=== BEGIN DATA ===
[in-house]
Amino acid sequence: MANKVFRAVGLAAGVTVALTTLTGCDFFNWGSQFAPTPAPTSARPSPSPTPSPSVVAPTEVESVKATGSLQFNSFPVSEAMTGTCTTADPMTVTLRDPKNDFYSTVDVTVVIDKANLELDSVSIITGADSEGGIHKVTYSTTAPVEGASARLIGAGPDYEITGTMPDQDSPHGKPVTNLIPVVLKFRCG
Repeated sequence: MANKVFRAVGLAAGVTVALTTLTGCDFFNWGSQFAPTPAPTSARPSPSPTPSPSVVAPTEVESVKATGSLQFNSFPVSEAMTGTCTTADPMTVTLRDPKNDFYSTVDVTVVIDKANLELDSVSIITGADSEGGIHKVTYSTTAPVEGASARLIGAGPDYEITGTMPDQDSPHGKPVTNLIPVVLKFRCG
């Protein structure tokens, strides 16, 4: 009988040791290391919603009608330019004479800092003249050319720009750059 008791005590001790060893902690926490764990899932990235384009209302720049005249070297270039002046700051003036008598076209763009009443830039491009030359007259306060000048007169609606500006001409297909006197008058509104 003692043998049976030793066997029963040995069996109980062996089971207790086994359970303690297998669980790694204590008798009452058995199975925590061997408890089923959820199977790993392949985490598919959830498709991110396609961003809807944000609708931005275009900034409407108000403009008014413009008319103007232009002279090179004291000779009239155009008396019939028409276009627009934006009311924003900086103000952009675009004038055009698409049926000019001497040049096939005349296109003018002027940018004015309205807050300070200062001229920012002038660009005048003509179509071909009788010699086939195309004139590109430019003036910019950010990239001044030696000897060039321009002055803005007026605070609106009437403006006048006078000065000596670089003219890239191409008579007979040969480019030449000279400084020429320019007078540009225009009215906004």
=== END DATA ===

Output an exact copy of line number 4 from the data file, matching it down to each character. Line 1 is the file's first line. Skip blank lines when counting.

């Protein structure tokens, strides 16, 4: 009988040791290391919603009608330019004479800092003249050319720009750059 008791005590001790060893902690926490764990899932990235384009209302720049005249070297270039002046700051003036008598076209763009009443830039491009030359007259306060000048007169609606500006001409297909006197008058509104 003692043998049976030793066997029963040995069996109980062996089971207790086994359970303690297998669980790694204590008798009452058995199975925590061997408890089923959820199977790993392949985490598919959830498709991110396609961003809807944000609708931005275009900034409407108000403009008014413009008319103007232009002279090179004291000779009239155009008396019939028409276009627009934006009311924003900086103000952009675009004038055009698409049926000019001497040049096939005349296109003018002027940018004015309205807050300070200062001229920012002038660009005048003509179509071909009788010699086939195309004139590109430019003036910019950010990239001044030696000897060039321009002055803005007026605070609106009437403006006048006078000065000596670089003219890239191409008579007979040969480019030449000279400084020429320019007078540009225009009215906004």